Posted by Dr. Karen F. Kellison, Program Director Educational Technology, James Madison University, to an IT forum that I follow. See also Death to the Digital Dropbox: Rethinking Student Privacy and Public Performance, by Patrick R. Lowenthal and David Thomas. All this goes to the question of public vs private submission, peer review (sharing writing with group), group work, etc.
Over the past year, I have incorporated peer review and public support/critique of student work in my classes. Students are very nervous at the idea. It appears to be very foreign to most of them, having previously exchanged their ideas and work only with the teacher. However, my experience as been extremely positive. Students come to appreciate the opportunity to learn from each other and, in fact, their final products reflect that they consider and apply many of the recommendations of their peers - and to critique is to also internalize the idea of what is 'good' and how to get there.
Students learn from each other - as they would in a real world task, one would hope, and I have the opportunity to see if anyone is veering way off track prior to receiving a final product for grading. Student feedback (graduate level) has been overwhelmingly positive and, rather than a 'con' listed as "Discouragement by sense of inferiority to others." I find they support one another and are encouraged to improve their final product.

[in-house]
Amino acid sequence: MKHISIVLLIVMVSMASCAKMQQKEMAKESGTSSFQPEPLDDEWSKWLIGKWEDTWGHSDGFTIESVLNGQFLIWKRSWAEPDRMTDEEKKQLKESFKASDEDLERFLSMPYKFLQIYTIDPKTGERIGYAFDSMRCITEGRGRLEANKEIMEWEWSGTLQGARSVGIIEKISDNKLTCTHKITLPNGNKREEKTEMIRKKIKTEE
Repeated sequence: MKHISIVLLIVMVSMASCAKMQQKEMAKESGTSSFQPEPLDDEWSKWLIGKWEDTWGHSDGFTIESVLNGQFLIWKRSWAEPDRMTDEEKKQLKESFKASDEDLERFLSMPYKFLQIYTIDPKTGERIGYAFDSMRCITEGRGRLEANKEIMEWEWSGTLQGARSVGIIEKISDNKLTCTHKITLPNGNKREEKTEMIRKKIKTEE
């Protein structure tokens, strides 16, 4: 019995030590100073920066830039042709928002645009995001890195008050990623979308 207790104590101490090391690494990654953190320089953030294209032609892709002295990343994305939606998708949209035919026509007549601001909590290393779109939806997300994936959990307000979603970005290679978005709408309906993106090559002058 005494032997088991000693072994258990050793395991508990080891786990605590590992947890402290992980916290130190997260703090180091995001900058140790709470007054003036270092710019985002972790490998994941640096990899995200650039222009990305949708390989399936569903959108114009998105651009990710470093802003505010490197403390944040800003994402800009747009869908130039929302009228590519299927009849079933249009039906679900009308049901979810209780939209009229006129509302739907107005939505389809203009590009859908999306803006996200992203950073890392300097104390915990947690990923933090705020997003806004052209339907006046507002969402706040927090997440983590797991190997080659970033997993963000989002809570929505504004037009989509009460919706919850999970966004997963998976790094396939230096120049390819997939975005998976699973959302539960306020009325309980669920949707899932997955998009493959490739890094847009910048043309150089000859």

Likewise, this approach does not displace my input and guidance (if that is the meaning of the con "Displaces expert feedback") and another Pro is that it forces students to keep up with assignments and makes it painfully public when they are not prepared - at least I find that is a Pro in my book. Students don't mind making a few excuses to the teacher, but they seem to be uneasy when they are unprepared in front of peers.
Pros and Cons referred to in the paragraphs above:
- Replaces regular weekly discussions with project-centric discussion
- Feedback of many eyes, peer review
- Synergy of community support through each stage
- Mimics feedback opportunities in professional work environments
- Anxiety of exposure
- Discouragement by sense of inferiority to others
- Displaces expert feedback
Note: cross-posted to both Blogging English, a closed (so far) ESL study group, and the public blog, Computers, Language, Writing